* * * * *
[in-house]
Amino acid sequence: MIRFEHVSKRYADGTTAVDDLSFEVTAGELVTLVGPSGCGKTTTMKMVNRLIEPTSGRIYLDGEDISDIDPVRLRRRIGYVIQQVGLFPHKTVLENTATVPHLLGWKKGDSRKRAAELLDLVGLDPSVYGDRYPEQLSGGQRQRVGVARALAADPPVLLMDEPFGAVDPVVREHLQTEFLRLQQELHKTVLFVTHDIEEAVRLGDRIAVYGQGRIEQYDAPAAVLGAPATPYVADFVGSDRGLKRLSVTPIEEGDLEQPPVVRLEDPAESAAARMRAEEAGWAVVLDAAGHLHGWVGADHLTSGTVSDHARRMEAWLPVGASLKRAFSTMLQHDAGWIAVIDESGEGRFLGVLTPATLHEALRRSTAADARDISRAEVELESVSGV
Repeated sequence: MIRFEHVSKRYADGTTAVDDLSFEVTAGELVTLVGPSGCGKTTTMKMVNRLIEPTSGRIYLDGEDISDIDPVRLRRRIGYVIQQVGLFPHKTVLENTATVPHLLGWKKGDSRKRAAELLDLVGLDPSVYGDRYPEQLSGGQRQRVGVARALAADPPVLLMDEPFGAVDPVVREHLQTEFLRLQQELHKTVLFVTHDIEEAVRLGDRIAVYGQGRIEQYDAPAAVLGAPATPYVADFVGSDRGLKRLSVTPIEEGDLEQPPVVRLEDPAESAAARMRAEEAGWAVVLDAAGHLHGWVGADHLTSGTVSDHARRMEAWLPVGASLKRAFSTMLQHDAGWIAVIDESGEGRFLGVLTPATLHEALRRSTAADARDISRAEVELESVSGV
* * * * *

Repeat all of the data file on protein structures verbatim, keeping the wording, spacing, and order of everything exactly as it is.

[in-house]
Amino acid sequence: MIRFEHVSKRYADGTTAVDDLSFEVTAGELVTLVGPSGCGKTTTMKMVNRLIEPTSGRIYLDGEDISDIDPVRLRRRIGYVIQQVGLFPHKTVLENTATVPHLLGWKKGDSRKRAAELLDLVGLDPSVYGDRYPEQLSGGQRQRVGVARALAADPPVLLMDEPFGAVDPVVREHLQTEFLRLQQELHKTVLFVTHDIEEAVRLGDRIAVYGQGRIEQYDAPAAVLGAPATPYVADFVGSDRGLKRLSVTPIEEGDLEQPPVVRLEDPAESAAARMRAEEAGWAVVLDAAGHLHGWVGADHLTSGTVSDHARRMEAWLPVGASLKRAFSTMLQHDAGWIAVIDESGEGRFLGVLTPATLHEALRRSTAADARDISRAEVELESVSGV
Repeated sequence: MIRFEHVSKRYADGTTAVDDLSFEVTAGELVTLVGPSGCGKTTTMKMVNRLIEPTSGRIYLDGEDISDIDPVRLRRRIGYVIQQVGLFPHKTVLENTATVPHLLGWKKGDSRKRAAELLDLVGLDPSVYGDRYPEQLSGGQRQRVGVARALAADPPVLLMDEPFGAVDPVVREHLQTEFLRLQQELHKTVLFVTHDIEEAVRLGDRIAVYGQGRIEQYDAPAAVLGAPATPYVADFVGSDRGLKRLSVTPIEEGDLEQPPVVRLEDPAESAAARMRAEEAGWAVVLDAAGHLHGWVGADHLTSGTVSDHARRMEAWLPVGASLKRAFSTMLQHDAGWIAVIDESGEGRFLGVLTPATLHEALRRSTAADARDISRAEVELESVSGV